Saudi Women’s International: Celebrities return to Saudi Arabia as women in golf battle for equality

Saudi Women's International: Celebrities return to Saudi Arabia as women in golf battle for equality
The Competition He returns to the Royal Greens Golf and Country Club in King Abdullah Economic City on Thursday after making history last year as the first professional women The sporting event that will be held in the Kingdom of Saudi Arabia.

With one of the richest prizes on the Women’s European Tour (LET) schedule – a US $1 million prize fund – it quickly became one of the most sought-after titles.

Don’t miss out on the importance of a boundary-breaking tournament with a big award for LET CEO, Alex Armas.

“I think it is very important because around the world, we need to increase the activity of the population and the participation in sports,” Armas She said.

“I think the best way to do that is, obviously, through live sports on TV and for people to be able to become inspired by these athletes and look at them as role models. Bringing it to the kingdom will be critical to increasing participation in various sports.” The number of people who signed up for the Ladies Club first and the amount of positive feedback was phenomenal.”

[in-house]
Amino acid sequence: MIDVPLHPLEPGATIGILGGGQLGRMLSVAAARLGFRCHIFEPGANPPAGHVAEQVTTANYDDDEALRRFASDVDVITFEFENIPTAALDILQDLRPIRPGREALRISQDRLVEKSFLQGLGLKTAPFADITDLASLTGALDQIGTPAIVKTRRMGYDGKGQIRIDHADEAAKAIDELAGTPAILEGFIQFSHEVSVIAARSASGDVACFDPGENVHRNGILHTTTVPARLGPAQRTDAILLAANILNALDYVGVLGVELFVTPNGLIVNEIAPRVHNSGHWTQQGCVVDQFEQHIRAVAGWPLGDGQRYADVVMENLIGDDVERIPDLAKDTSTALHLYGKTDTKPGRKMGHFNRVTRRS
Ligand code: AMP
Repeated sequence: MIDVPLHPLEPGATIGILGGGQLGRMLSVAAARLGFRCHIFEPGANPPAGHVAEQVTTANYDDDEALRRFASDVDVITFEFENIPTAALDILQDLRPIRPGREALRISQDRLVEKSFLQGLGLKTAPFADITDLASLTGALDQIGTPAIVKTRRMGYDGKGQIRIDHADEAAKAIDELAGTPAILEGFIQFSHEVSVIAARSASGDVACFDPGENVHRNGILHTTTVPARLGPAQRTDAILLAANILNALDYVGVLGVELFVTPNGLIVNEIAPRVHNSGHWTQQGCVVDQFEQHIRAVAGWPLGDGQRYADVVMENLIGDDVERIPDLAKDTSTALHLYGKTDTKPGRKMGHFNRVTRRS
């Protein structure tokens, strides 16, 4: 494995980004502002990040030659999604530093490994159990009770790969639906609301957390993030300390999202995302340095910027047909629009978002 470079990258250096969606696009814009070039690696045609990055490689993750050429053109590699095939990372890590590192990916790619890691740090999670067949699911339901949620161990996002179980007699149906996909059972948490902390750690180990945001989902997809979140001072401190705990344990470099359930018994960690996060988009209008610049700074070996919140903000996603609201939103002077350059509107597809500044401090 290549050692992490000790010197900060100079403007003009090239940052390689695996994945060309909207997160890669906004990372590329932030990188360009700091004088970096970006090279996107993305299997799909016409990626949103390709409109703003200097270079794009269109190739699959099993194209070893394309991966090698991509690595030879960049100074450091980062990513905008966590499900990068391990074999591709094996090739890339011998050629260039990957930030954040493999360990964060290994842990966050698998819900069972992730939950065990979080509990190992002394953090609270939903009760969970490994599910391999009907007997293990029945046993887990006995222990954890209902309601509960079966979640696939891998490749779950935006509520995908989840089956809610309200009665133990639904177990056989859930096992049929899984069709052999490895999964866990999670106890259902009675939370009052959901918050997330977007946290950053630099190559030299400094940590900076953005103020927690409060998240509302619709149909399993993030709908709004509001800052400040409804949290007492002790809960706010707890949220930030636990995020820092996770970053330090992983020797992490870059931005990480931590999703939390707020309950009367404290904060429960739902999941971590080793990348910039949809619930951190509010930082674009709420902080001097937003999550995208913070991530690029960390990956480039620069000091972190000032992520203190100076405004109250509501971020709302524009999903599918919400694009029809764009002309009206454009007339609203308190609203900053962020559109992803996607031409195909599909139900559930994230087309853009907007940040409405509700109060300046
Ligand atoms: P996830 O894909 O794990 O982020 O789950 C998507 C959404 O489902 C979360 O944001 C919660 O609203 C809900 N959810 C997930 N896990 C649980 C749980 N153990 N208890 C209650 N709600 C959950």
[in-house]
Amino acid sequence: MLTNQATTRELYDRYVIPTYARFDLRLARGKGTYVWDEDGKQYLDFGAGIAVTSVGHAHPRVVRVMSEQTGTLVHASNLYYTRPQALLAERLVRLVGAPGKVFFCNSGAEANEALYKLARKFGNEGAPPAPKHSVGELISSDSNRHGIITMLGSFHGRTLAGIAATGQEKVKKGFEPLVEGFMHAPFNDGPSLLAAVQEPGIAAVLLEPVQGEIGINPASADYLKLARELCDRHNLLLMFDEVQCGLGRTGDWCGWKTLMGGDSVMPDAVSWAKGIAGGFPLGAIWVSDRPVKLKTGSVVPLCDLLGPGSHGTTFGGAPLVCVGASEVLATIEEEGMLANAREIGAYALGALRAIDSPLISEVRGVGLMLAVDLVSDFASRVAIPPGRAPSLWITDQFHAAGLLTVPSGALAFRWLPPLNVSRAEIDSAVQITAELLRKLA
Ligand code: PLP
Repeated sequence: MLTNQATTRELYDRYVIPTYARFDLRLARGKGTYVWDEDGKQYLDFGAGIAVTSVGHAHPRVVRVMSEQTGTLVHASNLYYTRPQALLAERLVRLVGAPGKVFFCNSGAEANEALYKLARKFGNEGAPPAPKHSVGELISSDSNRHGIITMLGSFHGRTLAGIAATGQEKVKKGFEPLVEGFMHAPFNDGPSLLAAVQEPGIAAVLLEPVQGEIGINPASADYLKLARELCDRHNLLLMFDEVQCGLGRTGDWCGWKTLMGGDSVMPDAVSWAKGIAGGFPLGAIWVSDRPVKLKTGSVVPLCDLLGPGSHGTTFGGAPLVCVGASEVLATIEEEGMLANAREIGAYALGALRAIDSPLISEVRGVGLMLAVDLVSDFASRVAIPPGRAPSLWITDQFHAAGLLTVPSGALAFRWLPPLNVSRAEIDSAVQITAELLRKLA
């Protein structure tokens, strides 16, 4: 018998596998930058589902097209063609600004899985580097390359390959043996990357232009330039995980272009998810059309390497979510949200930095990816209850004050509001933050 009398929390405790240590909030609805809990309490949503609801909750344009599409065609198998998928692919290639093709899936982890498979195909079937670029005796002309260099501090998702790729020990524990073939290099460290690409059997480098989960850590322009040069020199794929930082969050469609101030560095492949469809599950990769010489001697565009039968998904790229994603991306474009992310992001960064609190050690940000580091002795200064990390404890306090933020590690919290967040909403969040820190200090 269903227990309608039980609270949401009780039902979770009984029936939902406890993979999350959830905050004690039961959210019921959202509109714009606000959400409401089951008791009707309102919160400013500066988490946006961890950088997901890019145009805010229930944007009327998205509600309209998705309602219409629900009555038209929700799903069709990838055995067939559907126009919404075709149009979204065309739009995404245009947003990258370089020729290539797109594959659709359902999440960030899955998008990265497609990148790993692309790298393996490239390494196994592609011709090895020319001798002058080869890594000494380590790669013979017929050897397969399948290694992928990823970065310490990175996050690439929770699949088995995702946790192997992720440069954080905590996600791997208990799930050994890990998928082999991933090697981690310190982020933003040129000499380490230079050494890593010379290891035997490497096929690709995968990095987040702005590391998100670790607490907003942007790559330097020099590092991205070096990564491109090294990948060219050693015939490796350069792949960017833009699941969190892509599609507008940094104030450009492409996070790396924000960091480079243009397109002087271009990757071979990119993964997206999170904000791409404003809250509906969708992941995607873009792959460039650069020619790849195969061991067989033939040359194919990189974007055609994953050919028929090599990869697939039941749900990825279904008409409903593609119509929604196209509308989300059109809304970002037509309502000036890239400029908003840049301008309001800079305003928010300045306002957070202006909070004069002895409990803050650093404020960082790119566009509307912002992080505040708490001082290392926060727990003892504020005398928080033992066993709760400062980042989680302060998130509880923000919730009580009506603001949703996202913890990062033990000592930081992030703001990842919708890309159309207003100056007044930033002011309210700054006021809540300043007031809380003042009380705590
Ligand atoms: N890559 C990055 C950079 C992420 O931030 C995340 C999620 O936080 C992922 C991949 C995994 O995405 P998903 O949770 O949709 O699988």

A full lineup of superstars has been confirmed to take part in the competition this week, alongside defending champion Emily Kristen Pedersen.

Two-time tournament winner Lydia Koe was confirmed, along with her fellow major winners, Georgia Hall, Anna Nordqvist, and Laura Davies.

While the singles event begins on Thursday, the Saudi double-header encounter will be concluded in the team event on Wednesday, November 10.

The second of the two million-dollar LET tournaments to be held in nine days, part of the Aramco Teams Series held around the world, aims to tackle inequality in women’s golf, according to LET.

Pedersen celebrates the trophy after winning the 2020 Saudi Women's International Championship.
“There is a challenge to women’s sport,” She said Armas. “We’re not getting men’s coverage, but there’s a shift in that, and the equality movement and business are realizing that there’s something wrong.

“We need their show, their stories and their amazing journeys. We still have a long way to go. People don’t realize what good athletes these women are, and if they can’t see that, they don’t. They can compete. They are as good athletes as men.”

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